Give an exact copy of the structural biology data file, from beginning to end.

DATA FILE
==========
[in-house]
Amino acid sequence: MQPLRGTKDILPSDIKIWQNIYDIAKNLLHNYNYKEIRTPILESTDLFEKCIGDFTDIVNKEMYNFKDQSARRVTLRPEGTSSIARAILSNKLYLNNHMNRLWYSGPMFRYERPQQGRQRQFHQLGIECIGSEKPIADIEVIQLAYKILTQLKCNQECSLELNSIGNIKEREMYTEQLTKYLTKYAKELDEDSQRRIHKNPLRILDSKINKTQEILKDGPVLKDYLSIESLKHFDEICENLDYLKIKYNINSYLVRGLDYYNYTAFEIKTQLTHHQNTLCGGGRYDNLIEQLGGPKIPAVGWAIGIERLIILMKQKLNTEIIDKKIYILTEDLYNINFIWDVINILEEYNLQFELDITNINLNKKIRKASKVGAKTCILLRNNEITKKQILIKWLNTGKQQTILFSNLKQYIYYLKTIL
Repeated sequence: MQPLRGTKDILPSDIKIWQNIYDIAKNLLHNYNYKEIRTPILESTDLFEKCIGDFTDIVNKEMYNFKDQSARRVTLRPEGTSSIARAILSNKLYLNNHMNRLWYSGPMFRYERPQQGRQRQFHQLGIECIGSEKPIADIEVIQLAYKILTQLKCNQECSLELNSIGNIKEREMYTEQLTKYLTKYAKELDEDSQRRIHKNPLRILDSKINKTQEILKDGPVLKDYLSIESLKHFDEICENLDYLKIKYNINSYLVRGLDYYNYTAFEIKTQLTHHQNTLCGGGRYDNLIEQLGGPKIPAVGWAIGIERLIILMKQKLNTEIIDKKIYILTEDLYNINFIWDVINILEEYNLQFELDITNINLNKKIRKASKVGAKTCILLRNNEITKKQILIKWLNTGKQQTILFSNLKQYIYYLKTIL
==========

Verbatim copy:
[in-house]
Amino acid sequence: MQPLRGTKDILPSDIKIWQNIYDIAKNLLHNYNYKEIRTPILESTDLFEKCIGDFTDIVNKEMYNFKDQSARRVTLRPEGTSSIARAILSNKLYLNNHMNRLWYSGPMFRYERPQQGRQRQFHQLGIECIGSEKPIADIEVIQLAYKILTQLKCNQECSLELNSIGNIKEREMYTEQLTKYLTKYAKELDEDSQRRIHKNPLRILDSKINKTQEILKDGPVLKDYLSIESLKHFDEICENLDYLKIKYNINSYLVRGLDYYNYTAFEIKTQLTHHQNTLCGGGRYDNLIEQLGGPKIPAVGWAIGIERLIILMKQKLNTEIIDKKIYILTEDLYNINFIWDVINILEEYNLQFELDITNINLNKKIRKASKVGAKTCILLRNNEITKKQILIKWLNTGKQQTILFSNLKQYIYYLKTIL
Repeated sequence: MQPLRGTKDILPSDIKIWQNIYDIAKNLLHNYNYKEIRTPILESTDLFEKCIGDFTDIVNKEMYNFKDQSARRVTLRPEGTSSIARAILSNKLYLNNHMNRLWYSGPMFRYERPQQGRQRQFHQLGIECIGSEKPIADIEVIQLAYKILTQLKCNQECSLELNSIGNIKEREMYTEQLTKYLTKYAKELDEDSQRRIHKNPLRILDSKINKTQEILKDGPVLKDYLSIESLKHFDEICENLDYLKIKYNINSYLVRGLDYYNYTAFEIKTQLTHHQNTLCGGGRYDNLIEQLGGPKIPAVGWAIGIERLIILMKQKLNTEIIDKKIYILTEDLYNINFIWDVINILEEYNLQFELDITNINLNKKIRKASKVGAKTCILLRNNEITKKQILIKWLNTGKQQTILFSNLKQYIYYLKTIL